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Author Topic: Trains,Steampunk & the Goose  (Read 794 times)
Cmdr. Storm
Officer
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United States United States


« on: May 06, 2016, 10:50:03 am »

Hey There Folks,not too long ago, i Bought a CD of Music by the Artist C.W. McCall, and one of the Songs was about a Vehicle Called the Galloping Goose! The Goose was a Combination of a Train & a Car, it was Known to Trainmen as a Motor, i don't have Any Pics to Post, But if You Google Galloping Goose, You can See what it Looks like. I'm Wondering if Something like The Galloping Goose Might be Considered Steampunk Because of it's Looks? 
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Madasasteamfish
A clanger waiting to be dropped......
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Rogue Ætherlord
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United Kingdom United Kingdom


09madasafish
« Reply #1 on: May 06, 2016, 06:16:27 pm »

Here's some piccies for those lacking in google-fu





I'm sure something like this could be considered steampunk, but given diesel railmotors such as this (at least in Europe) only really started appearing post-WWI (when they were usually used as a cheap alternative to steam locos for little used branch lines and the like), IMHO they're more fitting of a 'dieselpunk' label than steampunk (especially in the context of Britain, given how cheap coal was compared to oil).
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James Harrison
Immortal
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England England


Bachelor of the Arts; Master of the Sciences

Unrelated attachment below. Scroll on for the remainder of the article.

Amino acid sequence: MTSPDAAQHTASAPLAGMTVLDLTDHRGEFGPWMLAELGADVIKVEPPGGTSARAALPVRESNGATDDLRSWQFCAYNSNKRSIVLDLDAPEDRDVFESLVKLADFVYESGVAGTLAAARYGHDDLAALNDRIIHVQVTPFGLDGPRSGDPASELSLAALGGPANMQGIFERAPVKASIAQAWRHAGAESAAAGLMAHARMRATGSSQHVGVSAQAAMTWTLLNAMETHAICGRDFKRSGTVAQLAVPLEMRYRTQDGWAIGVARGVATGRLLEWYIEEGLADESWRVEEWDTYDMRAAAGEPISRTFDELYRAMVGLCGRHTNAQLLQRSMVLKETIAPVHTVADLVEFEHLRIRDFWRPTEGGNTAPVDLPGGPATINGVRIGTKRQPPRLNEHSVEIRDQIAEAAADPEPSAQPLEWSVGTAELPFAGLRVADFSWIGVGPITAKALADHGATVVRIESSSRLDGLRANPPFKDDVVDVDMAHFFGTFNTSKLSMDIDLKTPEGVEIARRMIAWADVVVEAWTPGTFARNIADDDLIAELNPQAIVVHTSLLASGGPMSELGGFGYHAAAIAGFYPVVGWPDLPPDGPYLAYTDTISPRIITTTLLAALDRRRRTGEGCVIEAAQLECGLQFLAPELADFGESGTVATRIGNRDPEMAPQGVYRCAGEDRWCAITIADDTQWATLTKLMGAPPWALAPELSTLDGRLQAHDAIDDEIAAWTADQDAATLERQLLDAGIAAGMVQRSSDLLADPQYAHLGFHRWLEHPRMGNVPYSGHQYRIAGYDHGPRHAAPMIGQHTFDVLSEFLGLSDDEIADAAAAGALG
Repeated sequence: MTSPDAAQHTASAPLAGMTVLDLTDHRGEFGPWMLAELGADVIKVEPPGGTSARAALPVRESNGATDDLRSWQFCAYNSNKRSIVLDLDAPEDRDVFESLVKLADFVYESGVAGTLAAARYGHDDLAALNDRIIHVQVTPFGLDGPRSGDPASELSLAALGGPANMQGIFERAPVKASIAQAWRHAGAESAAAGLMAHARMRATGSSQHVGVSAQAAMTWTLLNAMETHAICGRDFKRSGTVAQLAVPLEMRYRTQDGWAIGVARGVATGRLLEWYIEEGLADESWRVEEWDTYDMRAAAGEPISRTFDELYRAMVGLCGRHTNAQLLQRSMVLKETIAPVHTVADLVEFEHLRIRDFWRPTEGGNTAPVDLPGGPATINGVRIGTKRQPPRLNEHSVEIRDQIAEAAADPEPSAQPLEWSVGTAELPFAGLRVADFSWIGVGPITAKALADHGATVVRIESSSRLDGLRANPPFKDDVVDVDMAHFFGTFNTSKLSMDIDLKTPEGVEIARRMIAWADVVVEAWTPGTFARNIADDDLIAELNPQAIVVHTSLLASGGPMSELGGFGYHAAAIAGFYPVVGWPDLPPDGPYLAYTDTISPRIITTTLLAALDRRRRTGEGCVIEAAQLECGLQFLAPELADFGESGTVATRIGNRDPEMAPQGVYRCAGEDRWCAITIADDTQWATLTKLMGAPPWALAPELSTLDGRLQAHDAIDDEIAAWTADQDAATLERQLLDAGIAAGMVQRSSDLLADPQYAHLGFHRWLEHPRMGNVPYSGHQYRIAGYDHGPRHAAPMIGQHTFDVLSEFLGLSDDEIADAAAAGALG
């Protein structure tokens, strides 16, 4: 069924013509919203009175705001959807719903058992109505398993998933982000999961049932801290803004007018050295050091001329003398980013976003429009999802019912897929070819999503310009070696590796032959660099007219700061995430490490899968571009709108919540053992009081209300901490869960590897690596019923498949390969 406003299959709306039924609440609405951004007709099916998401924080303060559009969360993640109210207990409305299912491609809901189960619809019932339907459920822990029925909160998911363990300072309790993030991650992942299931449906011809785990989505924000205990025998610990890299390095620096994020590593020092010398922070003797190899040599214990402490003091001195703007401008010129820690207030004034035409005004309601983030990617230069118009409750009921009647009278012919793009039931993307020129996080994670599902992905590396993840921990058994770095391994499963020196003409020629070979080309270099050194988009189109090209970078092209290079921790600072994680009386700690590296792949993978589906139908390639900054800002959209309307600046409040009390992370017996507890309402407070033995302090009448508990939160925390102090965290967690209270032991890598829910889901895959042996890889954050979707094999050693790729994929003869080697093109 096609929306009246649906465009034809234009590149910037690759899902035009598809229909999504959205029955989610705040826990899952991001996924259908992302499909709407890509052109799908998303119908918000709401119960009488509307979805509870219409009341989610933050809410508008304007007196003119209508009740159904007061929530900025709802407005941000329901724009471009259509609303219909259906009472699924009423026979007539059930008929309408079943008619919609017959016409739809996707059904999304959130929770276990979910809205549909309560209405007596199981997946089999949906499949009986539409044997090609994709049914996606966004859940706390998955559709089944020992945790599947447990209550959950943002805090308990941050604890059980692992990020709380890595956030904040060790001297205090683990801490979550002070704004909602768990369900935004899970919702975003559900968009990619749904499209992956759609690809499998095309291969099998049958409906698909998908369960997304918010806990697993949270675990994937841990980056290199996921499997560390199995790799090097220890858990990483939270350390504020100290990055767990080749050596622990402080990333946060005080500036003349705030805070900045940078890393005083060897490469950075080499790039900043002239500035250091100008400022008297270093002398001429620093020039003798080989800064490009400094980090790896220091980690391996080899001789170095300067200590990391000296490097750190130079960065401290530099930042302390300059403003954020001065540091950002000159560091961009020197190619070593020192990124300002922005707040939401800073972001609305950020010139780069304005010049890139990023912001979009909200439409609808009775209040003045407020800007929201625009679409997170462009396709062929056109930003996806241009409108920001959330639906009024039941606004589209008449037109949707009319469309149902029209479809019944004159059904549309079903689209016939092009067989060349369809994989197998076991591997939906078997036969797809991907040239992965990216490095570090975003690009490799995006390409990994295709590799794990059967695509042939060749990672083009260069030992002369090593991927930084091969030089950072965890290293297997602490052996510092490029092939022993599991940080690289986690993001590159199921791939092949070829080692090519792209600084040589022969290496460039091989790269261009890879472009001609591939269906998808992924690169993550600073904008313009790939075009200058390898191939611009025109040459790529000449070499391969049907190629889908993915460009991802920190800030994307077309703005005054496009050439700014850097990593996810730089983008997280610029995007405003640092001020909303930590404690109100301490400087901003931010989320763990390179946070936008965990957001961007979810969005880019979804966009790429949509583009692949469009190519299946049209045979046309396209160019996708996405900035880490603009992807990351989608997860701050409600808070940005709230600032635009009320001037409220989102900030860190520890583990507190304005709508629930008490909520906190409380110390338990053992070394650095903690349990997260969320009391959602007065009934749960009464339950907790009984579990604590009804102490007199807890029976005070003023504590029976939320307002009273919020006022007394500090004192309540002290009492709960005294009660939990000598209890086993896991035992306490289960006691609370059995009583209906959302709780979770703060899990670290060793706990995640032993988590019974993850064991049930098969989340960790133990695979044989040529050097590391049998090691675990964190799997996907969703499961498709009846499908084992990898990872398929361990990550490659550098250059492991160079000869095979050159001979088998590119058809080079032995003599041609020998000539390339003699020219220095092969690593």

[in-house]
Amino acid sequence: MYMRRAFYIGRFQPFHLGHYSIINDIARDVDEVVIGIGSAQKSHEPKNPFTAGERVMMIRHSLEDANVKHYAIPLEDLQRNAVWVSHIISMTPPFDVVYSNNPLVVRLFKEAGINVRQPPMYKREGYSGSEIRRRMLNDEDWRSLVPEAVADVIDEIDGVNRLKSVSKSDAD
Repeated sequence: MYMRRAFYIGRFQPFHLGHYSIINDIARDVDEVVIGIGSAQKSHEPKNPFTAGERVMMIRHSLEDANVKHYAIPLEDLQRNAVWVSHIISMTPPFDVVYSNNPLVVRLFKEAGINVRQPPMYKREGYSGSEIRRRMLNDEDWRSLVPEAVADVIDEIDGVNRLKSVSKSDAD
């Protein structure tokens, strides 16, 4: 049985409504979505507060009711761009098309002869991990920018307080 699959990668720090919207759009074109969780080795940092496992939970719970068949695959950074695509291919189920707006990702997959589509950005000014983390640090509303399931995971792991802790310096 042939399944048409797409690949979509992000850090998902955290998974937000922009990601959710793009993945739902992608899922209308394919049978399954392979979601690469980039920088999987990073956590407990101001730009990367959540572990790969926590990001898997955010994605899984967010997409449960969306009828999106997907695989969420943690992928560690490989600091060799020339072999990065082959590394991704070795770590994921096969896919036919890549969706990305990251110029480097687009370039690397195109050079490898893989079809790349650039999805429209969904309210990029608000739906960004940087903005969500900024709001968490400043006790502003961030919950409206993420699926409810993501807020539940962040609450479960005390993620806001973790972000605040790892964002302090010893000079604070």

« Reply #2 on: May 06, 2016, 06:28:06 pm »

Ah; it's a railmotor type thing!  The ones that ran in Britain up to the 1940s were steam powered.  I've been on one. 







(It was frustratingly difficult to get any good photos of it). 

From what I remember, it was quite unlike any other type of train I've ridden on.  You got a sort of back-massage thing going on as the vibrations from the back-and-forth motion of the pistons were transferred into the carriage bodywork.  It was quite relaxing for a 1/2 mile ride but I imagine it would be rather different if presented with the notion of a long journey in it.   



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Persons intending to travel by open carriage should select a seat with their backs to the engine, by which means they will avoid the ashes emitted therefrom, that in travelling generally, but particularly through the tunnels, prove a great annoyance; the carriage farthest from the engine will in consequence be found the most desirable.
GCCC
Zeppelin Admiral
******
United States United States


« Reply #3 on: May 10, 2016, 06:05:42 pm »

Here's some piccies for those lacking in google-fu





I'm sure something like this could be considered steampunk, but given diesel railmotors such as this (at least in Europe) only really started appearing post-WWI (when they were usually used as a cheap alternative to steam locos for little used branch lines and the like), IMHO they're more fitting of a 'dieselpunk' label than steampunk (especially in the context of Britain, given how cheap coal was compared to oil).


Looking at these, I'd say they're Steampunkable, say, in your fiction or maker's shed (lookin' at you, Maets!).
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Madasasteamfish
A clanger waiting to be dropped......
Moderator
Rogue Ætherlord
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United Kingdom United Kingdom


09madasafish
« Reply #4 on: May 10, 2016, 07:43:05 pm »

Ah; it's a railmotor type thing!  The ones that ran in Britain up to the 1940s were steam powered.  I've been on one. 







(It was frustratingly difficult to get any good photos of it).